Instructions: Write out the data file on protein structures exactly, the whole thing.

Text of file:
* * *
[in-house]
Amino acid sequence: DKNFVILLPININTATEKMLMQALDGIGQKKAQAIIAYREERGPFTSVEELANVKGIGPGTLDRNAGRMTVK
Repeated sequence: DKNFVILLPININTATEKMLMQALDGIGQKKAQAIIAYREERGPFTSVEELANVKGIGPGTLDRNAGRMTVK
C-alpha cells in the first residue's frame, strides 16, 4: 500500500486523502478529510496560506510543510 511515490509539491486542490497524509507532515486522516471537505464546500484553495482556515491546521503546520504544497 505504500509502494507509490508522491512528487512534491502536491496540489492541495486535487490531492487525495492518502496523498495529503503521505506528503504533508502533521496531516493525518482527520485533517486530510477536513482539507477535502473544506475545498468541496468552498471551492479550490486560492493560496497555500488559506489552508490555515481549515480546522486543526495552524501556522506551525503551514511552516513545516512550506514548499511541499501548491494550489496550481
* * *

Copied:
[in-house]
Amino acid sequence: DKNFVILLPININTATEKMLMQALDGIGQKKAQAIIAYREERGPFTSVEELANVKGIGPGTLDRNAGRMTVK
Repeated sequence: DKNFVILLPININTATEKMLMQALDGIGQKKAQAIIAYREERGPFTSVEELANVKGIGPGTLDRNAGRMTVK
C-alpha cells in the first residue's frame, strides 16, 4: 500500500486523502478529510496560506510543510 511515490509539491486542490497524509507532515486522516471537505464546500484553495482556515491546521503546520504544497 505504500509502494507509490508522491512528487512534491502536491496540489492541495486535487490531492487525495492518502496523498495529503503521505506528503504533508502533521496531516493525518482527520485533517486530510477536513482539507477535502473544506475545498468541496468552498471551492479550490486560492493560496497555500488559506489552508490555515481549515480546522486543526495552524501556522506551525503551514511552516513545516512550506514548499511541499501548491494550489496550481